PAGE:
Human Noise Reaches to the Deepest Part of the Ocean
If a ship passes over the deepest part of the ocean but there’s nobody there to hear it, does it still make a sound? It sure does. New audio recordings from the Mariana Trench, the deepest part of the world's oceans, have captured the sounds of whales, distant earthquakes, storms, and even ships passing tens of thousands of feet above.
Challenger Deep is a valley inside the trench, seven miles below the surface of the ocean. To give you some idea of just how deep that is: If you chiseled Mount Everest off its foundation and dropped it into the Challenger Deep, the mountain’s peak would still be a mile underwater.
The valley is of great scientific interest, but its distance from the surface and the tremendous amounts of pressure down there have made it hard to study. A team of engineers created a special titanium-coated hydrophone, or underwater microphone, but even they weren’t sure it would work.
"We had never put a hydrophone deeper than a mile or so below the surface, so putting an instrument down some seven miles into the ocean was daunting," engineer Haru Matsumoto said in a press release. "We had to drop the hydrophone mooring down through the water column at no more than about five meters per second. Structures don't like rapid change, and we were afraid we would crack the ceramic housing outside the hydrophone."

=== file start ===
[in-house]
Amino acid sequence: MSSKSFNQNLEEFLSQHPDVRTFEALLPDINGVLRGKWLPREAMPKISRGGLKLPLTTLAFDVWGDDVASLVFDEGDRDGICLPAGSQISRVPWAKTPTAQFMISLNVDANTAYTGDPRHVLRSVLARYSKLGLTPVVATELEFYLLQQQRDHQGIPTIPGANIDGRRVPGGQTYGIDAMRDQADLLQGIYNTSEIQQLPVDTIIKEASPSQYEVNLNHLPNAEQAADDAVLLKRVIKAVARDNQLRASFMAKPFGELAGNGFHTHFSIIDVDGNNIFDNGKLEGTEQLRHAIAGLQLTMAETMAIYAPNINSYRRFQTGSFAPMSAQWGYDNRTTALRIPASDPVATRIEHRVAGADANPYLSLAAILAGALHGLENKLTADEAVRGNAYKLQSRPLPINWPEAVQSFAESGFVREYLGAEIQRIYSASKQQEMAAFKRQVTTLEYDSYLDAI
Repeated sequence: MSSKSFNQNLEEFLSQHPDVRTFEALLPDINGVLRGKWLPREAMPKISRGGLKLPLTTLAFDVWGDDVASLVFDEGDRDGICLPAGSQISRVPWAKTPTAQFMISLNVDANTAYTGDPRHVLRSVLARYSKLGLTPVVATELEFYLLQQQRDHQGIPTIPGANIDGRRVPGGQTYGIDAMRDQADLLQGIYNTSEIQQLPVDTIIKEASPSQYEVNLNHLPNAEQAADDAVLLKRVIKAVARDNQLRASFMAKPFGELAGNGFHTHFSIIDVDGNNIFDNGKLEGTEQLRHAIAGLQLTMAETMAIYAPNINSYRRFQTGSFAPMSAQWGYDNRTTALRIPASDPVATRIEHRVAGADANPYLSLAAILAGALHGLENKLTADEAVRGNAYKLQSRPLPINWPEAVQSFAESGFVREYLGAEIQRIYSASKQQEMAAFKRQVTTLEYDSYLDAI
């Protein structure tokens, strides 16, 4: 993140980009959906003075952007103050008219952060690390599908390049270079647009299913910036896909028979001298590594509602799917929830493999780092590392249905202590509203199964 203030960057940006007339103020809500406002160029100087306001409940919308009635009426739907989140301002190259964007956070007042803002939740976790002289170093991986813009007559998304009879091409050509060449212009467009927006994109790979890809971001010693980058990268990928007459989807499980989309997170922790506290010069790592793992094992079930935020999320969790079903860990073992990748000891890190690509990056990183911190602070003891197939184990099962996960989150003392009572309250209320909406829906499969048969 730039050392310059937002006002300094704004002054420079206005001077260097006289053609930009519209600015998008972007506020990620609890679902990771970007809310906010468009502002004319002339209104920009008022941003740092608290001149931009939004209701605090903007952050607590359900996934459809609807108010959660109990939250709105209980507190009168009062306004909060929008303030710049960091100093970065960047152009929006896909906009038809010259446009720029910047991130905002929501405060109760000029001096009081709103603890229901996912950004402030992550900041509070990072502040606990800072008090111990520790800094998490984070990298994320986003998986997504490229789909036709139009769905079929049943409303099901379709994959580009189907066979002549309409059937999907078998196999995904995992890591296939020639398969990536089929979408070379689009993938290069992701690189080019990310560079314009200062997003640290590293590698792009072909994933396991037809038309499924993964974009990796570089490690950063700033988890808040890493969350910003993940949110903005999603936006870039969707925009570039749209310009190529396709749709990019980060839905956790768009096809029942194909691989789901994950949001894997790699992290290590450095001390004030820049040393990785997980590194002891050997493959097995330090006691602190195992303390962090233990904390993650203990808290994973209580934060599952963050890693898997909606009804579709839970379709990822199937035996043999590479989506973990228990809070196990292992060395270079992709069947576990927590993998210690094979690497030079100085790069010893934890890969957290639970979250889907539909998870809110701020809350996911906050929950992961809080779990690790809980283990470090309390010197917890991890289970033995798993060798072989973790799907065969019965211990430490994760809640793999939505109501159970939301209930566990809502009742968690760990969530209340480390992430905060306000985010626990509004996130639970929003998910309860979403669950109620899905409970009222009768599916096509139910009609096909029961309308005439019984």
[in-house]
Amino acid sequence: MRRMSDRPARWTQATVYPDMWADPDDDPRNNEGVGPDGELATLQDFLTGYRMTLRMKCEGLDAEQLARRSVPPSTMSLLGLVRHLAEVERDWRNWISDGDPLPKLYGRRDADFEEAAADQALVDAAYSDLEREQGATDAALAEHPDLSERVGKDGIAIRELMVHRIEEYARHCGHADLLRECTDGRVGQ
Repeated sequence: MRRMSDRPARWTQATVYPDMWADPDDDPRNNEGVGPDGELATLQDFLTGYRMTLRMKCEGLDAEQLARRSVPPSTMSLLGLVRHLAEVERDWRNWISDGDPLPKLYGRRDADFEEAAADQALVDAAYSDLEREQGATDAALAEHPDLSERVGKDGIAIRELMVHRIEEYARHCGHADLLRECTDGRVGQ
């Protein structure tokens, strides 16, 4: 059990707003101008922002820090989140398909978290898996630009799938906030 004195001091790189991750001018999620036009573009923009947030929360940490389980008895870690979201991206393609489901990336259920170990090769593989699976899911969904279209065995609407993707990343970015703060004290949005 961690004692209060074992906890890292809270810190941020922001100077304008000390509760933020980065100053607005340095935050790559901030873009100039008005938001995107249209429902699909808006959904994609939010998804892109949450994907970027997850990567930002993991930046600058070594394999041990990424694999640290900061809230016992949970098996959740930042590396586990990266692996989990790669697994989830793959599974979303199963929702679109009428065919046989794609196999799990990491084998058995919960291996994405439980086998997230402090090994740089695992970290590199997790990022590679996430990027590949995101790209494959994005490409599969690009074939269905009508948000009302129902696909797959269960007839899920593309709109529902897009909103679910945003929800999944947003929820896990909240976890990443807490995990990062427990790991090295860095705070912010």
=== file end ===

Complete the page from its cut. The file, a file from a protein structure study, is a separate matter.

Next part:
Researchers dropped the hydrophone over the side of a ship. More than six hours passed before the equipment reached the valley floor, but once it did, it began recording. When the research team collected the hydrophone, they brought up 23 days' worth of noise from the bottom.
"You would think that the deepest part of the ocean would be one of the quietest places on Earth," chief project scientist Robert Dziak said in the press release. "Yet there really is almost constant noise from both natural and man-made sources. The ambient sound field at Challenger Deep is dominated by the sound of earthquakes, both near and far was well as the distinct moans of baleen whales and the overwhelming clamor of a category 4 typhoon that just happened to pass overhead. There was also a lot of noise from ship traffic, identifiable by the clear sound pattern the ship propellers make when they pass by."
Curious what those “distinct moans” and that “overwhelming clamor” sound like? Listen for yourself:
The Challenger Deep soundtrack is impressive on its own, as both scientific data and a demonstration of human ingenuity. But it’s also an indicator that our effects on the environment reach farther than we could have imagined. Scientists now know that anthropogenic (human-created) sound wreaks havoc on marine ecosystems, from the largest whales to the smallest fish eggs on coral reefs. From city streets to the Challenger Deep, our noise is more than just noise.